Attorneys say Patty Hearst will be pivotal in Sara Jane Olson case

LOS ANGELES - The case against former SLA fugitive Sara Jane Olson will be based ''90 percent on Patty Hearst and her book,'' a defense lawyer said Tuesday after reviewing prosecution documents.

Olson called the case against her a witch hunt during a news conference in Minneapolis, then told reporters she is broke - two months before her trial is even scheduled to start.

San Francisco attorney Stuart Hanlon said by telephone he was shocked at the prosecution trial brief laying out plans to present evidence on a series of crimes dating back to the early 1970s which have not been linked to Olson.

''I thought we were trying the case of a woman charged with conspiracy to blow up police cars,'' he said.

But the prosecution brief refers to other crimes, including the 1973 murder of Oakland schools chief Marcus Foster and the 1975 robbery of a bank in Carmichael, Calif., in which a pregnant woman was killed.

''If one really had a case dealing with a bombing conspiracy, the case would fix on that,'' Hanlon said. ''Instead they are taking this shotgun approach.''

''I'm an ordinary American woman,'' Olson said at her news conference. ''And that's why it's rather a surprise that I am the target of a determined conspiracy prosecution by the Los Angeles district attorney's office.''

Olson claimed prosecutors are trying to put the SLA on trial again, 25 years after the Hearst kidnapping.

''I am being tried not for what I'm accused of but for the crimes of the SLA and for events with which I have not even been affiliated, including the kidnapping of Patricia Hearst,'' she said.

The prosecution would not comment on the defense view.

''We filed our brief, which maps out our case. She was arrested on an outstanding warrant and we intend to proceed with this case in the courtroom and not in the media. She will be tried before a jury of her peers,'' said Victoria Pipkin, a spokeswoman for the district attorney's office.

Hanlon, who earlier declined to discuss the prosecution strategy, said ''this seems like a very desperate act by a desperate prosecutor. It seems the evidence involving bombings is non-existent.''

He said he had received a huge amount of discovery material dealing with the Carmichael bank robbery, indicating the prosecution ''wants to try that case too.''

''If we have to litigate Carmichael, we will,'' Hanlon said. ''Sara Jane Olson was not involved.''

''I have a case pending against me that is frightening in its scope. Anything I say can be taken out of context and used against me,'' Olson said. ''I believe that I am being prosecuted for the last 23 years of my life as much as for those that preceded them.''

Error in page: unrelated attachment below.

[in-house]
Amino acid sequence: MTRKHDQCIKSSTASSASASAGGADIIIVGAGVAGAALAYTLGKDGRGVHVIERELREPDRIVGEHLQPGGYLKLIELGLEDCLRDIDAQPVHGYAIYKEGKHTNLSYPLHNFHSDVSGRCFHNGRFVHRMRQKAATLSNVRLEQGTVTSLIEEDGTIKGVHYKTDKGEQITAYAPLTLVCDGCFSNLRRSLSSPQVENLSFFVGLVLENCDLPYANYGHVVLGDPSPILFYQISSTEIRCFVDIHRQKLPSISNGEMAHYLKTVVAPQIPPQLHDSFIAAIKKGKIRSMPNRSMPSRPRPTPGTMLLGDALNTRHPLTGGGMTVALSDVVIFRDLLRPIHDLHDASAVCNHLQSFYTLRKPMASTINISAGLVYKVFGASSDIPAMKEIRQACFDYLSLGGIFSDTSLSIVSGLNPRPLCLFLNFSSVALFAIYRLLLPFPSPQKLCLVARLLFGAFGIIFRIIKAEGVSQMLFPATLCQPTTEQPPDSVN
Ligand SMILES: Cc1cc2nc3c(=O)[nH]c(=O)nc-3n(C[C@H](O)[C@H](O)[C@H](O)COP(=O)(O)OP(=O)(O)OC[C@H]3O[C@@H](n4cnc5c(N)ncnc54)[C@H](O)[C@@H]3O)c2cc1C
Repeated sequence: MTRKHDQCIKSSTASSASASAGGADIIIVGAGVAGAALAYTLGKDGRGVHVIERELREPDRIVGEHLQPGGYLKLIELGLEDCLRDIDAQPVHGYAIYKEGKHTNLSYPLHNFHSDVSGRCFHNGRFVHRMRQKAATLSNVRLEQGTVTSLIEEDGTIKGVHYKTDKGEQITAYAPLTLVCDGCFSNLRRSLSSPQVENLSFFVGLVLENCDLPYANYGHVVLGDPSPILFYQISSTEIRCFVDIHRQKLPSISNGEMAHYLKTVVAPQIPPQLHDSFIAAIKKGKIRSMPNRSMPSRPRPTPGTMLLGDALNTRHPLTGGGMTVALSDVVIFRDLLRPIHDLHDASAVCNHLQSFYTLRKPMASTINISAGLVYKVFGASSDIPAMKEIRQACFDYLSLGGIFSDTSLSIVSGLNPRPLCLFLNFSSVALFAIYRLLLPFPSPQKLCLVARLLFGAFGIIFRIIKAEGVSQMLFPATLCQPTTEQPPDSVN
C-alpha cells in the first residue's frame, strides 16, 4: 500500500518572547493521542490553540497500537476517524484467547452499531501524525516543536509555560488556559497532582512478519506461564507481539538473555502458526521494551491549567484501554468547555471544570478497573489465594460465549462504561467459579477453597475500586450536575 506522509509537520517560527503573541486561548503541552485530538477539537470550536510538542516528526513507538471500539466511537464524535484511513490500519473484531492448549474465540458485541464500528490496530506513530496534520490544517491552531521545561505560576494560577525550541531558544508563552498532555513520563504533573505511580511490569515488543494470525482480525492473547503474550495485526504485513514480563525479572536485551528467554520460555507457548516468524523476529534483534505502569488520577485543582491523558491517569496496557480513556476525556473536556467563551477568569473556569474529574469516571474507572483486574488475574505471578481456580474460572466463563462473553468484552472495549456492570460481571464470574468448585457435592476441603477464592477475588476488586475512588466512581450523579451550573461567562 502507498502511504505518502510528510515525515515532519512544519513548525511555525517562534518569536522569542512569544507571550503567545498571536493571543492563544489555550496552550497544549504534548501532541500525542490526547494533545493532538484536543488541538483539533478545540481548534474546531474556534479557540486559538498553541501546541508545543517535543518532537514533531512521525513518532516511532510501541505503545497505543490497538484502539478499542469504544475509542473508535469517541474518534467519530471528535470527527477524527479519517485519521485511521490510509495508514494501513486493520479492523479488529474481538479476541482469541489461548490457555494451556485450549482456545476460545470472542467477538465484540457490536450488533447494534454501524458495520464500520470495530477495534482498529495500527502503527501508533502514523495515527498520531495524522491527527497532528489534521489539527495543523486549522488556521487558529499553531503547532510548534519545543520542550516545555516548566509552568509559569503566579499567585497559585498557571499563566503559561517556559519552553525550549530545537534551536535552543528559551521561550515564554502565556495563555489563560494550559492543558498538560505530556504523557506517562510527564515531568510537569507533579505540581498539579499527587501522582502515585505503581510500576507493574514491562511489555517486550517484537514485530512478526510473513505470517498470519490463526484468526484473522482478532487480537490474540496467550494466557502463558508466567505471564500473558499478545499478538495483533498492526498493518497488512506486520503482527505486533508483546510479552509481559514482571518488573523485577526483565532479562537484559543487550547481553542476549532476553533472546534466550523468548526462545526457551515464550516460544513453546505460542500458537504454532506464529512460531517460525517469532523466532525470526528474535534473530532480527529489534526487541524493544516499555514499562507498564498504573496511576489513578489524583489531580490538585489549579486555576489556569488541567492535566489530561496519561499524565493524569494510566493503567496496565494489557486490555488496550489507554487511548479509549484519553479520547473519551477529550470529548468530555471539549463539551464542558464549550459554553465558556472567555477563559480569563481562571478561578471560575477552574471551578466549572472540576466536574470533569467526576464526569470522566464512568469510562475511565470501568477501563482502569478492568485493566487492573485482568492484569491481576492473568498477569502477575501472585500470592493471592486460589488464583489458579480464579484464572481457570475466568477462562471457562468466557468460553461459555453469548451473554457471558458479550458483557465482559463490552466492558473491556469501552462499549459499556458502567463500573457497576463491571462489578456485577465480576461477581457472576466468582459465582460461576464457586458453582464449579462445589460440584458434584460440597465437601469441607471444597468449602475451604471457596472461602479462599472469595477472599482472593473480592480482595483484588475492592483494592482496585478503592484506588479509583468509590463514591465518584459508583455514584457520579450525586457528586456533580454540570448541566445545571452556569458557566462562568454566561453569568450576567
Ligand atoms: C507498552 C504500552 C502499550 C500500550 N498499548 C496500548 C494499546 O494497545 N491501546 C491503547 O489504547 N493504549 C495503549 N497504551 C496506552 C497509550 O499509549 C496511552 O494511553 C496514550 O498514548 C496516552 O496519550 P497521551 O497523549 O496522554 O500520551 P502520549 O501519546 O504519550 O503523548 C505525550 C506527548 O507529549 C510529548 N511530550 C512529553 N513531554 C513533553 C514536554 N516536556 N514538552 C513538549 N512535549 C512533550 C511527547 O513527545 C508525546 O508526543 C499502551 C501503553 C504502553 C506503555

A judge in Connecticut, where Hearst lives under her married name of Patricia Hearst Shaw, has ordered her appearance as a prosecution witness at Olson's trial in response to a subpoena issued in Los Angeles Superior Court.

She has said she does not want to testify and her lawyer, George C. Martinez, said, ''I can tell you she is not happy about it.''

Olson was indicted in 1976 and was a fugitive until June when she was arrested in Minnesota. Formerly known as Kathleen Soliah, she legally changed to her adopted name. She is the wife of a doctor, mother of three children, and respected member of her church and community. Friends raised $1 million to win her release on bail.

Olson is accused of plotting to avenge the deaths of SLA members by killing Los Angeles police officers with nail-packed pipe bombs planted under squad cars in August 1975. The devices did not explode and no one was hurt. Olson has denied any involvement.

Grand jury testimony in the case released early this year showed that the only two witnesses capable of linking her to the bombs have died.

The prosecution wants the testimony of one dead witness to be admitted even though it would violate Olson's right to confront her accuser, Hanlon said.

''They are saying that as a fugitive she waived her rights,'' Hanlon said. ''There is no such provision in any law of this country and the theory is one that any real lawyer would be embarrassed to mention. It's another sign of their desperation.''

Hanlon said he expects the trial to go forward as scheduled in January. But based on the briefs, he said he expected it to take longer and be more complicated than he first expected.

''It looks like we're on an unstable course,'' he said. ''It's going to be costly and you have to ask what's in this for the taxpayers?''

Olson said in Minnesota that she could no longer afford her defense and made a plea for donations.

''My husband and I cannot afford this case. It is way beyond our personal wealth. Our friends have been wonderful but they have exhausted their resources,'' she said.

Members of the Sara Olson Defense Fund Committee estimate her defense will cost between $500,000 and $700,000.


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